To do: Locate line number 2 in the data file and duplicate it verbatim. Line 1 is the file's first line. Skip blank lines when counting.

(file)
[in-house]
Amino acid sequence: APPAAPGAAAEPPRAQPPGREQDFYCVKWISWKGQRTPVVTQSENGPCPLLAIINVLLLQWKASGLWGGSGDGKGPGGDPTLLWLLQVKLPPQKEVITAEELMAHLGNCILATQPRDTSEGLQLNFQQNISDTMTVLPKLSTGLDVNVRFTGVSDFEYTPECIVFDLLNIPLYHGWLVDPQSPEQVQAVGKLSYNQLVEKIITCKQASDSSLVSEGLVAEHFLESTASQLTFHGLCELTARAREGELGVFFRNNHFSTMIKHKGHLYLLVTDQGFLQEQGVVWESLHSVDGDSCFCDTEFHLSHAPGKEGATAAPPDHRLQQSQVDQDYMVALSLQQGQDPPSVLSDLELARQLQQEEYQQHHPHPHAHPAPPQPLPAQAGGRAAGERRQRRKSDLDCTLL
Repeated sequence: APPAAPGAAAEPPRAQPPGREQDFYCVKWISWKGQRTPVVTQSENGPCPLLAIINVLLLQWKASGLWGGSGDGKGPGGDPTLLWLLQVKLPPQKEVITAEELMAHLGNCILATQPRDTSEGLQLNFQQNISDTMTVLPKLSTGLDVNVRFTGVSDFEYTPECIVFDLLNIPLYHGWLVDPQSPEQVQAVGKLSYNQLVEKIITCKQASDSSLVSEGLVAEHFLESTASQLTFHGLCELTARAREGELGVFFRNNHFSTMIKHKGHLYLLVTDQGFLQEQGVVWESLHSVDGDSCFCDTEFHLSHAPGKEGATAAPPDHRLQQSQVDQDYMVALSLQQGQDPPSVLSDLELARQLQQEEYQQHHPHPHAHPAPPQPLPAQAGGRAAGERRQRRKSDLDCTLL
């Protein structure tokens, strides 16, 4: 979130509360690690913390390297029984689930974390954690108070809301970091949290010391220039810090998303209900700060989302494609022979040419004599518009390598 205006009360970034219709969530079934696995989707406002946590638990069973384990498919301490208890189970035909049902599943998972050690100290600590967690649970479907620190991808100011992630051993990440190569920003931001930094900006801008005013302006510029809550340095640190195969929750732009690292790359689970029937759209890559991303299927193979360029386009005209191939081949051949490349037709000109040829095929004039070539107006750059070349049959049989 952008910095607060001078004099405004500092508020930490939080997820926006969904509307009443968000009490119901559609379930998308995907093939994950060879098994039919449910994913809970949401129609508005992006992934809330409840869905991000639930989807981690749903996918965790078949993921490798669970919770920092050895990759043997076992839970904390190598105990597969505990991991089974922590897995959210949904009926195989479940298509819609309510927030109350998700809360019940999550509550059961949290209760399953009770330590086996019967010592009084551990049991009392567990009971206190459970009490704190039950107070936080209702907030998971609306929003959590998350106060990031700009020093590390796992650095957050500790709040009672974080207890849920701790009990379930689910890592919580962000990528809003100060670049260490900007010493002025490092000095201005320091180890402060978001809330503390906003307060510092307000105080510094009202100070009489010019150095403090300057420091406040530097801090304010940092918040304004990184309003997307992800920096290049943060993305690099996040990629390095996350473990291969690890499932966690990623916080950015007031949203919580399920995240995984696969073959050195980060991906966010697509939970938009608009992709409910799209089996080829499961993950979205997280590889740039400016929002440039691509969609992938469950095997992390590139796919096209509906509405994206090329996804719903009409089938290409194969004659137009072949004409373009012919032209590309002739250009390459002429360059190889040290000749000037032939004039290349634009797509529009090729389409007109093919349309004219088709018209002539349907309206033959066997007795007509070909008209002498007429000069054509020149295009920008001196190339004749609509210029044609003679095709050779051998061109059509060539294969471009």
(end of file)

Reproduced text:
Amino acid sequence: APPAAPGAAAEPPRAQPPGREQDFYCVKWISWKGQRTPVVTQSENGPCPLLAIINVLLLQWKASGLWGGSGDGKGPGGDPTLLWLLQVKLPPQKEVITAEELMAHLGNCILATQPRDTSEGLQLNFQQNISDTMTVLPKLSTGLDVNVRFTGVSDFEYTPECIVFDLLNIPLYHGWLVDPQSPEQVQAVGKLSYNQLVEKIITCKQASDSSLVSEGLVAEHFLESTASQLTFHGLCELTARAREGELGVFFRNNHFSTMIKHKGHLYLLVTDQGFLQEQGVVWESLHSVDGDSCFCDTEFHLSHAPGKEGATAAPPDHRLQQSQVDQDYMVALSLQQGQDPPSVLSDLELARQLQQEEYQQHHPHPHAHPAPPQPLPAQAGGRAAGERRQRRKSDLDCTLL